9. Karen Wehrstein on

    Hugh — that the survey didn’t reflect the true opinion of the community is not an opinion, but a speculation about something factual, therefore requires evidence. It’s also not credible. Even though the survey participants were self-selected rather than randomly selected (as are participants of professional-level surveys), 1,200 out of 1,300 is an overwhelming majority, and 1,300 is an excellent participation rate for a voluntary survey in a municipality of 20,000, indicating strong feeling.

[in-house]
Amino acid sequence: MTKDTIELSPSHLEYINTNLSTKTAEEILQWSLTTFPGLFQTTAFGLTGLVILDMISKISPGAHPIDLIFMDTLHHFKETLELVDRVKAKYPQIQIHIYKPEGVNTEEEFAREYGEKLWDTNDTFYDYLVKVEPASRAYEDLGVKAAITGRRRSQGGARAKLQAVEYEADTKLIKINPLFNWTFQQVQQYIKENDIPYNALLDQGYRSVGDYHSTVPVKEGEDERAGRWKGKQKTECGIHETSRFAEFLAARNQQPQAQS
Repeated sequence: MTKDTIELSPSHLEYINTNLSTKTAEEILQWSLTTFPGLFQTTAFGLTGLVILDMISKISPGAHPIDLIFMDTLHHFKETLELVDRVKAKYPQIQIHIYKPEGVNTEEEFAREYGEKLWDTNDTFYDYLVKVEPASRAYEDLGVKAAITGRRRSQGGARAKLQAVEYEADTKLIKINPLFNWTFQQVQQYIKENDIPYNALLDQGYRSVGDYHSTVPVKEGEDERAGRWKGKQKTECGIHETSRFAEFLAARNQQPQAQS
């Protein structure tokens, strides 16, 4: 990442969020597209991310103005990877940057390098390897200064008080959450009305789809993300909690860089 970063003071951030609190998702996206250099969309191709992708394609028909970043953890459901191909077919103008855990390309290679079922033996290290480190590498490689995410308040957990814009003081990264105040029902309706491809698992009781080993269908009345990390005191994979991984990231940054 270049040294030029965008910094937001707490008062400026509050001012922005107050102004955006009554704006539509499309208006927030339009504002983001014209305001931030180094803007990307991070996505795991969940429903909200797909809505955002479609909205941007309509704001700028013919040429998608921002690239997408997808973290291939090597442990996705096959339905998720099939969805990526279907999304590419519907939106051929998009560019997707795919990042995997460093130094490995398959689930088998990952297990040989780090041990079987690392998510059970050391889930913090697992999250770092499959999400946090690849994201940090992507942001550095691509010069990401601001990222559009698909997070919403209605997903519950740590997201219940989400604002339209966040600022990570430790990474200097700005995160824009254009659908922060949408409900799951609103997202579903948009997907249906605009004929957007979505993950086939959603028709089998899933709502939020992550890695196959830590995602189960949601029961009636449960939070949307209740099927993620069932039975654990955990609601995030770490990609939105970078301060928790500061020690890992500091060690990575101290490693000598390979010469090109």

10. I believe that your opinion is what this article is about more so than the survey/s. Just because you don’t like the outcome that doesn’t make it any better! I agree with the survey – not because I disliked the art of the location so much (although I must say I did not) but because this was a decision made to place that thing there without asking the local residents for opinions! The survey showed that the people disliked it with a passion! So be it! If that many people voiced their dislike via the survey, what are the chances that any other type of survey would yield different results? I only hope that something was learnt from this fiasco…